I can’t decide if I’m a night owl or a morning person.
I like both.
Best for me is to go to bed at midnight and get up at 5.
But with five hours of sleep a night, I have a mid-day “slump.”

I remember when Grampa confided to the doctor that he was often awake at night and then falling asleep on the couch during the day.  He was told that this is quite common, in fact absolutely normal.  The doctor told Grampa not to toss and turn in bed and worry about missing sleep; rather get up, read the paper, have a drink of milk (non-fat powdered stuff *shiver*) and go back to bed when sleepiness returns.  And little twenty minute naps throughout the day are supposed to be very healthy and quite beneficial.

I had it drummed into me from an early age that naps are for preschoolers.  Adult napping is a complete waste of time.  So Grampa’s advice ran contrary to what i had always heard.  And the problem with my naps: they turn into hours and hours of a comatose state.  Then I awake feeling grumpy, groggy and miserable.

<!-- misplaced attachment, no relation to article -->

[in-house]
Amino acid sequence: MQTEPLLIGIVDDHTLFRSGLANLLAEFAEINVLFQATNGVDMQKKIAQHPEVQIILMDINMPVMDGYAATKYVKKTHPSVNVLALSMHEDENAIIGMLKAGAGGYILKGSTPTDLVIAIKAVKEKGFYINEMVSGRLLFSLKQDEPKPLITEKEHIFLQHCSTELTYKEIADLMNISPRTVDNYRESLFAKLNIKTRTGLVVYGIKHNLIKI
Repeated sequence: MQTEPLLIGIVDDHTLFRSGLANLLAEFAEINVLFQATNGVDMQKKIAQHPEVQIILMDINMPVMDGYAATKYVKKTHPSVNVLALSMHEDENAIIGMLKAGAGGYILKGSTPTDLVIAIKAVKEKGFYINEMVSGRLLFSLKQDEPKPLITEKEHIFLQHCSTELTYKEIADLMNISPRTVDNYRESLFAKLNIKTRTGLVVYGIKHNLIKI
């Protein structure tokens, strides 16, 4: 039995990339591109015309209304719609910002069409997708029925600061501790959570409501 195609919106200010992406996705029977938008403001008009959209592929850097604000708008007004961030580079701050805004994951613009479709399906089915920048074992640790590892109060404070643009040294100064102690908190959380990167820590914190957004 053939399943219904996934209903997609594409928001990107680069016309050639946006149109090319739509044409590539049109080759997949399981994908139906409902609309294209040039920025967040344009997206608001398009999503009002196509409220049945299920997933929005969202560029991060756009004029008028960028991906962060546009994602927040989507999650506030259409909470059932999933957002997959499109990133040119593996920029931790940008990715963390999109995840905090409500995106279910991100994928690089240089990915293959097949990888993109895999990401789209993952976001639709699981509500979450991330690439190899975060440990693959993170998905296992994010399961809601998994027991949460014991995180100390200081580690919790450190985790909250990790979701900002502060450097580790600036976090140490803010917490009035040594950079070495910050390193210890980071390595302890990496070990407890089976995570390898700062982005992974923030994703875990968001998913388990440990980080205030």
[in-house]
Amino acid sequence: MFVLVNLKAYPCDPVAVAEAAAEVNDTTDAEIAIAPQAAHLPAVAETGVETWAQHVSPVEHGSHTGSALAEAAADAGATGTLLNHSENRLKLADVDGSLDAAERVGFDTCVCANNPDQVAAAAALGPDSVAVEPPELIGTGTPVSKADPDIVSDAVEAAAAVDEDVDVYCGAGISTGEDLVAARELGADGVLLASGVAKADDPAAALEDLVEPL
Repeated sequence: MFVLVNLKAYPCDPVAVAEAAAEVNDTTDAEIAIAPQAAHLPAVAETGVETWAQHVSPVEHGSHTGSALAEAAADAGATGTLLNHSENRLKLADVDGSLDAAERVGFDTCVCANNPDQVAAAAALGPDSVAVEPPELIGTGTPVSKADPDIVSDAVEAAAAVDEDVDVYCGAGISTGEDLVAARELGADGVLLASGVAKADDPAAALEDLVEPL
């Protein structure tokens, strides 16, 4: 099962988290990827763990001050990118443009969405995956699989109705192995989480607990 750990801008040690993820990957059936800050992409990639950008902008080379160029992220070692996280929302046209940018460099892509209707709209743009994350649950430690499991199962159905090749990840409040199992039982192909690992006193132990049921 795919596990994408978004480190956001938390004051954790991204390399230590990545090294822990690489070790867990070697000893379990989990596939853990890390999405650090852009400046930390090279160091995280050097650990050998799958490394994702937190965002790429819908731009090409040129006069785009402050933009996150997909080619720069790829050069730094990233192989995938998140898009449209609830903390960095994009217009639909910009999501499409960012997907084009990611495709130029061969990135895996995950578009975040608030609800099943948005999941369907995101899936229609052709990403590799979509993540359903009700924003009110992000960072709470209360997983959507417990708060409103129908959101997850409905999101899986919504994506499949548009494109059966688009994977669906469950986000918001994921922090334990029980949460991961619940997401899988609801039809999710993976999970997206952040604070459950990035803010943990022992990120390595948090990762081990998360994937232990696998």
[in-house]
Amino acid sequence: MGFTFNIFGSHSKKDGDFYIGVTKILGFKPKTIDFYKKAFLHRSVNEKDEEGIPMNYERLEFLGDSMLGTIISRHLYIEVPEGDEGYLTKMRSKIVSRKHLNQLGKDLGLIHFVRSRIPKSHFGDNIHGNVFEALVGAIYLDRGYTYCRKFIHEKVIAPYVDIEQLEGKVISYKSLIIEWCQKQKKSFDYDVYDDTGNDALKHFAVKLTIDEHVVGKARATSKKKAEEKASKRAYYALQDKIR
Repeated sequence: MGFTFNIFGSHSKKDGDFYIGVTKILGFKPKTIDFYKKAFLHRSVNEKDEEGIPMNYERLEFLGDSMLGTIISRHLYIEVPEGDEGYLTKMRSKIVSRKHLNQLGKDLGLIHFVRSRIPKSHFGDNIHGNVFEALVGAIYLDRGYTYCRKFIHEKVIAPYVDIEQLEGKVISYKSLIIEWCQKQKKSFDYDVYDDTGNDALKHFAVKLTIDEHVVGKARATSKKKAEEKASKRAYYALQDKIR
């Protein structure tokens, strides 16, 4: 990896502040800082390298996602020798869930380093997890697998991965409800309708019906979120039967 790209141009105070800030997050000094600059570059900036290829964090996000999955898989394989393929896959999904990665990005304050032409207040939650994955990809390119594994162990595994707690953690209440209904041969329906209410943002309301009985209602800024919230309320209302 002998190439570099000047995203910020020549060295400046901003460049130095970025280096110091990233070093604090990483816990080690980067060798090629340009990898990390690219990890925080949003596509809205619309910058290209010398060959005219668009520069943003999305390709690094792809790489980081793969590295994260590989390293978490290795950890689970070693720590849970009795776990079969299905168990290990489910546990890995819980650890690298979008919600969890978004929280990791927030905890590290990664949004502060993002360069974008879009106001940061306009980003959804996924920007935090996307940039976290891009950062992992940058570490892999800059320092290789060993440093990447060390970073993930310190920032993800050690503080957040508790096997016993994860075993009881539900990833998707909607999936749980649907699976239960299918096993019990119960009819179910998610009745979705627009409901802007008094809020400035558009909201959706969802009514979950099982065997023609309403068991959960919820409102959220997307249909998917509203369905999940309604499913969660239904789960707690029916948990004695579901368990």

Lately, though, Grampa’s short snoozes seem to make more and more sense.
So if you walk into my office midday and find me with my head in my hands, I am most likely taking Grampa’s advice and catching 40 winks.

Things My Grandfather Taught Me: Get the disagreeable tasks out of the way first.

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Wrinkles

When I have work to do I often do not heed this particular bit of Grampa’s wisdom.

I iron on Tuesday nights.  I am not particularly fond of ironing,
but ironing is not the worst thing in the world.